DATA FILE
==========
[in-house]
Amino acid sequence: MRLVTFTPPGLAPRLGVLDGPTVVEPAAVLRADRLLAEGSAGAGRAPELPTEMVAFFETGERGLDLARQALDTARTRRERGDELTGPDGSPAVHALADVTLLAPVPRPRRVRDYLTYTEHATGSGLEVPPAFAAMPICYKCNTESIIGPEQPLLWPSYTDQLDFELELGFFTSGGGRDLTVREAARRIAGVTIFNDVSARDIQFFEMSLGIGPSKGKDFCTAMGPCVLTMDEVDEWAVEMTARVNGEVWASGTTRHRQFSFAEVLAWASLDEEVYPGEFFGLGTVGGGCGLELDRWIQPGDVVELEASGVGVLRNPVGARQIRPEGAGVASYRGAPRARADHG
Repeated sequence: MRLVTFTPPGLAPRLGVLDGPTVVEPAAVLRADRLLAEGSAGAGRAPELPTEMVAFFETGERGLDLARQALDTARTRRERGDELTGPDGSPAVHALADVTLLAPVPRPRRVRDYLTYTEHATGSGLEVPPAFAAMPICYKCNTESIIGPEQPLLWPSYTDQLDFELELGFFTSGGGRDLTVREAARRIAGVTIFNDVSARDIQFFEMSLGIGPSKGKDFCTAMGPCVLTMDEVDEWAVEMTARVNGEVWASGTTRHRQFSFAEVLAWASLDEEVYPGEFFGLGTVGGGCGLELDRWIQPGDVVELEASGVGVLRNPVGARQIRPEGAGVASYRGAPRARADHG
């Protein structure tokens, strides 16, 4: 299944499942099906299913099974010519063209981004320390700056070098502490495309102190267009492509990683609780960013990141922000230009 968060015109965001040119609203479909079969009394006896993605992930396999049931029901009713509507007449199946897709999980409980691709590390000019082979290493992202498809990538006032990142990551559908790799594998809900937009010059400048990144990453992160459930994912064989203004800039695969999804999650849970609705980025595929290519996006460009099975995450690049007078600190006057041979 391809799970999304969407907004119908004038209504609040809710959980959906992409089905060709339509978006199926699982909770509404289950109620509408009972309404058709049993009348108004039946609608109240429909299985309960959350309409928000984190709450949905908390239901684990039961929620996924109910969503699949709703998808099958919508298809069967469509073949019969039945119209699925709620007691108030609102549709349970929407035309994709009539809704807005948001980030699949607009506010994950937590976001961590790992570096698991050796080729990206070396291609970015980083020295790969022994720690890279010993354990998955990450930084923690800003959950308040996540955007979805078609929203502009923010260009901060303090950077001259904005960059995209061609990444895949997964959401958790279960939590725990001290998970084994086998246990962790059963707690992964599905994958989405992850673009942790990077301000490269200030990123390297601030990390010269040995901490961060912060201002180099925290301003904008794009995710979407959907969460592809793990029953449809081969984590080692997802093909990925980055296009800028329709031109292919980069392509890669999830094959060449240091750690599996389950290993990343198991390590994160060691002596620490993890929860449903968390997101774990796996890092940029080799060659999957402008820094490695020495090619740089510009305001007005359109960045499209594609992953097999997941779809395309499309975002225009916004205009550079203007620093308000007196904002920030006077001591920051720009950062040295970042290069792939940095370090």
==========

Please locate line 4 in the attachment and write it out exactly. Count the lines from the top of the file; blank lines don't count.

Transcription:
């Protein structure tokens, strides 16, 4: 299944499942099906299913099974010519063209981004320390700056070098502490495309102190267009492509990683609780960013990141922000230009 968060015109965001040119609203479909079969009394006896993605992930396999049931029901009713509507007449199946897709999980409980691709590390000019082979290493992202498809990538006032990142990551559908790799594998809900937009010059400048990144990453992160459930994912064989203004800039695969999804999650849970609705980025595929290519996006460009099975995450690049007078600190006057041979 391809799970999304969407907004119908004038209504609040809710959980959906992409089905060709339509978006199926699982909770509404289950109620509408009972309404058709049993009348108004039946609608109240429909299985309960959350309409928000984190709450949905908390239901684990039961929620996924109910969503699949709703998808099958919508298809069967469509073949019969039945119209699925709620007691108030609102549709349970929407035309994709009539809704807005948001980030699949607009506010994950937590976001961590790992570096698991050796080729990206070396291609970015980083020295790969022994720690890279010993354990998955990450930084923690800003959950308040996540955007979805078609929203502009923010260009901060303090950077001259904005960059995209061609990444895949997964959401958790279960939590725990001290998970084994086998246990962790059963707690992964599905994958989405992850673009942790990077301000490269200030990123390297601030990390010269040995901490961060912060201002180099925290301003904008794009995710979407959907969460592809793990029953449809081969984590080692997802093909990925980055296009800028329709031109292919980069392509890669999830094959060449240091750690599996389950290993990343198991390590994160060691002596620490993890929860449903968390997101774990796996890092940029080799060659999957402008820094490695020495090619740089510009305001007005359109960045499209594609992953097999997941779809395309499309975002225009916004205009550079203007620093308000007196904002920030006077001591920051720009950062040295970042290069792939940095370090």